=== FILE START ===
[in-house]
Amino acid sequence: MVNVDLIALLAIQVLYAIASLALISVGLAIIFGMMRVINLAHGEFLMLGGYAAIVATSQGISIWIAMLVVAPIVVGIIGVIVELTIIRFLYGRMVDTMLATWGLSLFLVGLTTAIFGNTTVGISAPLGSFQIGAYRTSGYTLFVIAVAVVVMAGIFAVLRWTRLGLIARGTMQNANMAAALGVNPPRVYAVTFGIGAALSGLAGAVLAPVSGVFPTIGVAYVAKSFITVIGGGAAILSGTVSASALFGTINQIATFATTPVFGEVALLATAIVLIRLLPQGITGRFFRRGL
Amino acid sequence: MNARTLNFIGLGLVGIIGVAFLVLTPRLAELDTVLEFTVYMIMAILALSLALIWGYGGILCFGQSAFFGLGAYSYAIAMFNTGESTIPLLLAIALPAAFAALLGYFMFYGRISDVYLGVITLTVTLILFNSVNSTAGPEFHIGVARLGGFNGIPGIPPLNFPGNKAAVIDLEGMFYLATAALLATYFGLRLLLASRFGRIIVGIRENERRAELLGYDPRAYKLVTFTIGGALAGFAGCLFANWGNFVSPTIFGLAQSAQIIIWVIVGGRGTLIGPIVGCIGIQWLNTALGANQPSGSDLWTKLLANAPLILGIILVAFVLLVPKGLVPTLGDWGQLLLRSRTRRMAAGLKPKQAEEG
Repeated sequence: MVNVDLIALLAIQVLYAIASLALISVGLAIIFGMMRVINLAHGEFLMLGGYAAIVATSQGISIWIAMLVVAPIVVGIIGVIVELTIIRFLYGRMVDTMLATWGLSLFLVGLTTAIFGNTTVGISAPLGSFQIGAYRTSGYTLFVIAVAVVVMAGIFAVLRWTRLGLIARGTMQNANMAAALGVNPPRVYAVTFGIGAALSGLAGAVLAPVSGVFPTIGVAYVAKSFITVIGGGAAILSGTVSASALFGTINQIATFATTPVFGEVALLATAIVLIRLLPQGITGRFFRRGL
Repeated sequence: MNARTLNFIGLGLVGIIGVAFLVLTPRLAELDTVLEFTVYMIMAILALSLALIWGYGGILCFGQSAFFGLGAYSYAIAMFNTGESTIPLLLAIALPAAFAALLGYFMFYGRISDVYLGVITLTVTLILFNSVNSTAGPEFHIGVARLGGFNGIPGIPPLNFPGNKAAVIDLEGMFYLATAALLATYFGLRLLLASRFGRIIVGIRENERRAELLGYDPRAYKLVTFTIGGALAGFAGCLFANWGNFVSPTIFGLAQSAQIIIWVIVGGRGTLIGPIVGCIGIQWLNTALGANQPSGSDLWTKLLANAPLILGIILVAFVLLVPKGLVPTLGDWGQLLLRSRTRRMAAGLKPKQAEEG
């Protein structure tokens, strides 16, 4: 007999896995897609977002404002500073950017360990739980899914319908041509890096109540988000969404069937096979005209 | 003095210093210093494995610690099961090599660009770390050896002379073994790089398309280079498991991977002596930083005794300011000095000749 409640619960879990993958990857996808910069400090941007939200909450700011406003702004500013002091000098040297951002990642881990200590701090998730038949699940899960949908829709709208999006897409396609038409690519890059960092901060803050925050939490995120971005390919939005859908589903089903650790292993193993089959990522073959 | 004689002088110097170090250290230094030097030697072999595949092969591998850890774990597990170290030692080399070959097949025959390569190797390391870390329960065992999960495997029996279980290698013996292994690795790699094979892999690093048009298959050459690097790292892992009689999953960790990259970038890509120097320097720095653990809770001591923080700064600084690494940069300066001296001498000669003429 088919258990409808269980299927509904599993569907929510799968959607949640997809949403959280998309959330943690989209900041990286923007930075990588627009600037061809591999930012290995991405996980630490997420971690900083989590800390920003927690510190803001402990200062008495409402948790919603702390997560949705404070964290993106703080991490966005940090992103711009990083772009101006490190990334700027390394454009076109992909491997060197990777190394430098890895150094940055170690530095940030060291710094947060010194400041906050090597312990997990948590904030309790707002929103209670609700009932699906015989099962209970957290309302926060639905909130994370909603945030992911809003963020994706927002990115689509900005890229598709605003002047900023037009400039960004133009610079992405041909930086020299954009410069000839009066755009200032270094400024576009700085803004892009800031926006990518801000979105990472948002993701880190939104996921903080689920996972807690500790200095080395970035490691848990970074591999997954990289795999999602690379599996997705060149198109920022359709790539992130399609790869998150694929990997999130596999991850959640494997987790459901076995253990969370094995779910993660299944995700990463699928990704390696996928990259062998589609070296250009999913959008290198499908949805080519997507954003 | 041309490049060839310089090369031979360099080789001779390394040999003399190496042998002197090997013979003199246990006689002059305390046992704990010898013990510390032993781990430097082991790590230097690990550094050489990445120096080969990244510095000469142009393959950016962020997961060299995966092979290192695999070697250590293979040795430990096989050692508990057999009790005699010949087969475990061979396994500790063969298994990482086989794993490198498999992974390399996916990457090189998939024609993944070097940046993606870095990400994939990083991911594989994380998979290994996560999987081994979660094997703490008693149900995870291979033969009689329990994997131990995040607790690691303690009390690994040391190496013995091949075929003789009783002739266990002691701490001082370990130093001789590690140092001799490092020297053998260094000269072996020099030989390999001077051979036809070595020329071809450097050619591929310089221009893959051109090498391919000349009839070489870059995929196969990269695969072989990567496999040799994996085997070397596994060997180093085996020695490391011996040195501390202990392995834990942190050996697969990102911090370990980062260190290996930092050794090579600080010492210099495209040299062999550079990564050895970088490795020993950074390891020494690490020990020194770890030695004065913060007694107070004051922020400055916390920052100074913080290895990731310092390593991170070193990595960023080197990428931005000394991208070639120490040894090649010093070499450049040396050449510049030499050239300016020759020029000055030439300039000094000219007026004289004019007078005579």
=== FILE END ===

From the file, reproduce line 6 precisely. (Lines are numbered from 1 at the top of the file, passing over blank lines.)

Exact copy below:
């Protein structure tokens, strides 16, 4: 007999896995897609977002404002500073950017360990739980899914319908041509890096109540988000969404069937096979005209 | 003095210093210093494995610690099961090599660009770390050896002379073994790089398309280079498991991977002596930083005794300011000095000749 409640619960879990993958990857996808910069400090941007939200909450700011406003702004500013002091000098040297951002990642881990200590701090998730038949699940899960949908829709709208999006897409396609038409690519890059960092901060803050925050939490995120971005390919939005859908589903089903650790292993193993089959990522073959 | 004689002088110097170090250290230094030097030697072999595949092969591998850890774990597990170290030692080399070959097949025959390569190797390391870390329960065992999960495997029996279980290698013996292994690795790699094979892999690093048009298959050459690097790292892992009689999953960790990259970038890509120097320097720095653990809770001591923080700064600084690494940069300066001296001498000669003429 088919258990409808269980299927509904599993569907929510799968959607949640997809949403959280998309959330943690989209900041990286923007930075990588627009600037061809591999930012290995991405996980630490997420971690900083989590800390920003927690510190803001402990200062008495409402948790919603702390997560949705404070964290993106703080991490966005940090992103711009990083772009101006490190990334700027390394454009076109992909491997060197990777190394430098890895150094940055170690530095940030060291710094947060010194400041906050090597312990997990948590904030309790707002929103209670609700009932699906015989099962209970957290309302926060639905909130994370909603945030992911809003963020994706927002990115689509900005890229598709605003002047900023037009400039960004133009610079992405041909930086020299954009410069000839009066755009200032270094400024576009700085803004892009800031926006990518801000979105990472948002993701880190939104996921903080689920996972807690500790200095080395970035490691848990970074591999997954990289795999999602690379599996997705060149198109920022359709790539992130399609790869998150694929990997999130596999991850959640494997987790459901076995253990969370094995779910993660299944995700990463699928990704390696996928990259062998589609070296250009999913959008290198499908949805080519997507954003 | 041309490049060839310089090369031979360099080789001779390394040999003399190496042998002197090997013979003199246990006689002059305390046992704990010898013990510390032993781990430097082991790590230097690990550094050489990445120096080969990244510095000469142009393959950016962020997961060299995966092979290192695999070697250590293979040795430990096989050692508990057999009790005699010949087969475990061979396994500790063969298994990482086989794993490198498999992974390399996916990457090189998939024609993944070097940046993606870095990400994939990083991911594989994380998979290994996560999987081994979660094997703490008693149900995870291979033969009689329990994997131990995040607790690691303690009390690994040391190496013995091949075929003789009783002739266990002691701490001082370990130093001789590690140092001799490092020297053998260094000269072996020099030989390999001077051979036809070595020329071809450097050619591929310089221009893959051109090498391919000349009839070489870059995929196969990269695969072989990567496999040799994996085997070397596994060997180093085996020695490391011996040195501390202990392995834990942190050996697969990102911090370990980062260190290996930092050794090579600080010492210099495209040299062999550079990564050895970088490795020993950074390891020494690490020990020194770890030695004065913060007694107070004051922020400055916390920052100074913080290895990731310092390593991170070193990595960023080197990428931005000394991208070639120490040894090649010093070499450049040396050449510049030499050239300016020759020029000055030439300039000094000219007026004289004019007078005579």